HVAC Contractors Should Be Wary of These 7 Mistakes
Even the most experienced heating and air conditioning contractors make a mistake every now and then, which is why it’s important to continue brushing up on your HVAC knowledge no matter how long you’ve been in the business. Continuous education is one of the most effective ways to avoid defects and disputes, especially when you’ve been hired to work on a complex system as a part of a new construction project.
On projects such as this, the best way to avoid potential legal issues is by partnering with a Miami construction lawyer to ensure that you’re protected, but you should also be cognizant of these seven HVAC contractor mistakes, too:
- Low Bidding
- Failing to Calculate Precise Figures
- Not Understanding Combustion Safety
- Ignoring Air Flow
- Neglecting Ventilation
- Isolating Faulty Components
- Disregarding Total Performance
In this editorial, the Miami construction lawyers at Cotney Construction Law will discuss all seven of these avoidable mistakes and explain how an experienced legal team can help HVAC contractors avoid disputes and maintain their bottom line.
1. Low Bidding
While our free market economy is designed to increase competition and drive down prices, the lowest bidder isn’t always the best option. When every contractor in sight is competing for a contract, the only way to “one-up” each other is by taking a step down on what you’re willing to accept for a project. In this system, every contractor that isn’t awarded is a loser, but the winner might not necessarily feel like a winner after dropping their price point so low that profits become nearly unattainable. If a reduced bottom line is out of the question, the winner’s only recourse may be to cut corners and reduce costs by employing cheap labor or utilizing substandard materials; however, this increases the likelihood of a breach of contract or defect claim. In summary, unusually low bids can rarely sustain a high level of production. Poorly trained workers that are forced to use cheap or old equipment simply cannot provide the quality HVAC services required to satisfy most owners.
2. Failing to Calculate Precise Figures
Many HVAC contractors have adopted an “if it ain’t broke don’t fix it” mentality, relying on past experiences to guide them towards future success. Every contractor thinks they know a little more than the next guy when it comes to HVAC installation and repair, but the only surefire way to achieve the best result is by doing the necessary math. Properly sizing a system for a building is vital if you want to control the rate of heat loss and heat gain, and that may require you to put forth a little extra effort to get the job done the right way.
3. Not Understanding Combustion Safety
When an HVAC contractor is called in to deal with carbon monoxide, they need to possess knowledge of backdrafting to make a proper diagnosis. Failure to test for flue gases and worst-case depressurization could result in the building’s inhabitants coming down with carbon monoxide poisoning.
4. Ignoring Air Flow
If you want to be known as an HVAC contractor who performs professional quality work, you’ll need to have an extensive understanding of ductwork and air flow, especially when dealing with large-scale systems. When changing out a system, ensure that you are also performing a duct changeout. Chances are, the existing ductwork wasn’t sized correctly or contains leaks. It’s better to get it right the first time than to be called back for a second appointment on your own dollar. The last thing you want is a costly dispute on your hands!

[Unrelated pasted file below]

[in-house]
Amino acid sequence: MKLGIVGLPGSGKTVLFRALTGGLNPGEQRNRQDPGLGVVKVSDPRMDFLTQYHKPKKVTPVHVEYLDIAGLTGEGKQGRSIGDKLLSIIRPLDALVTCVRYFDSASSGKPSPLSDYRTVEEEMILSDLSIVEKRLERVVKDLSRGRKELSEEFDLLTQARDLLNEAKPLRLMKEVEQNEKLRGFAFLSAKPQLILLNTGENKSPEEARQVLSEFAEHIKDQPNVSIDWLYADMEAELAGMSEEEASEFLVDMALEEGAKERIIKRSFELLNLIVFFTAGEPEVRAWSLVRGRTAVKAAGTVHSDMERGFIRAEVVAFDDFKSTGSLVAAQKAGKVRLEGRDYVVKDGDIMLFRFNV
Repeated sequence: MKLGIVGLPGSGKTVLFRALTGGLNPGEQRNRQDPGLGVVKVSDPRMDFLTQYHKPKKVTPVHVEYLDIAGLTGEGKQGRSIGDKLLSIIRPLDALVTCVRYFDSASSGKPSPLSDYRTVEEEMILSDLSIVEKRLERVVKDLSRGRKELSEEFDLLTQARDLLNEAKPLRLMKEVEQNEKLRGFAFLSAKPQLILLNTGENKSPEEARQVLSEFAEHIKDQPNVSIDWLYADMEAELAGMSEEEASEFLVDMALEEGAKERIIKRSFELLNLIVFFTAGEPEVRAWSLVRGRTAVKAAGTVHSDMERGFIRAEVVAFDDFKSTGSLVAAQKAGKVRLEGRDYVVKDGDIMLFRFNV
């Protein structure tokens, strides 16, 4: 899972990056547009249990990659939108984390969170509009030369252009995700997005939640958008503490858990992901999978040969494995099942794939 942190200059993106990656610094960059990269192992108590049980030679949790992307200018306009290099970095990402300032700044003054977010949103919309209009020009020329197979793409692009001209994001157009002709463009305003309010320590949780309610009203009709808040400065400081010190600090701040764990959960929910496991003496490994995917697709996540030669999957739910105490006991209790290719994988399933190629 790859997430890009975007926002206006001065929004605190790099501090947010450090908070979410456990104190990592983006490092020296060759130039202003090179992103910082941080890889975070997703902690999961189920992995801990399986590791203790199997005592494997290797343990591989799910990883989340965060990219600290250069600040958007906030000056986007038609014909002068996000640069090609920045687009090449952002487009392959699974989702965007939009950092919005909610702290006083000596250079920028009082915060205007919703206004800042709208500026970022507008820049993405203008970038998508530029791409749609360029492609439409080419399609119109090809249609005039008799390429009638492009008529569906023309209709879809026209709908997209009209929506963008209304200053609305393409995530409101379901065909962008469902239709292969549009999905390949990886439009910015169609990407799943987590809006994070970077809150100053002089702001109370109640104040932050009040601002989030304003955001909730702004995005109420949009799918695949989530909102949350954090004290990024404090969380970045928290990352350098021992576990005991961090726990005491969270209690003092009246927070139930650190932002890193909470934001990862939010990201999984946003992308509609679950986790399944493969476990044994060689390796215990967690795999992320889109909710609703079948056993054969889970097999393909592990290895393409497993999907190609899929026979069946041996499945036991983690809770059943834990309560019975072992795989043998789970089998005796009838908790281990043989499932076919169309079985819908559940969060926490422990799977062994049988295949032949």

5. Neglecting Ventilation
Don’t forget about the “V” in HVAC! Ventilation is important, and with buildings requiring increasing levels of airtightness, HVAC contractors need to stay current with the latest ventilation techniques to remain competitive. Small buildings may require mechanical ventilation and spot ventilation is required in nearly all kitchens and bathrooms. If you don’t understand the three ways to provide mechanical ventilation — positive pressure, negative pressure, and balanced — it’s time for a refresher.
6. Isolating Faulty Components
Every building you work on is a system composed of various components. The same principle applies to HVAC systems. This is why utilizing “house-as-a-system” thinking is essential for HVAC contractors that want to solve complex problems and satisfy clients. You can’t just seek out a faulty component, replace it, and expect the entire system to be magically restored. Further testing will be required to ensure that the issue you identified didn’t create other, less-obvious issues.
7. Disregarding Total Performance
As we mentioned above, isolating a faulty component isn’t enough to satisfy most clients. Next time you find yourself crawling around in an attic or crawl space, remember that your ultimate goal is to make the HVAC system perform as it was intended. Halfway fixes are not the answers. Pay attention to the quality of insulation and air sealing and advise the owner on what steps can be taken to improve their overall performance. If you’re clear and confident with your recommendations, you’ll likely be hired on the spot to provide the necessary work. Furthermore, going above and beyond to help an owner achieve peak HVAC performance is a great way to get valuable referrals. Of course, as new leads pour in, a Miami construction attorney can help you develop quality contracts that protect your business.
Disclaimer: The information contained in this article is for general educational information only. This information does not constitute legal advice, is not intended to constitute legal advice, nor should it be relied upon as legal advice for your specific factual pattern or situation.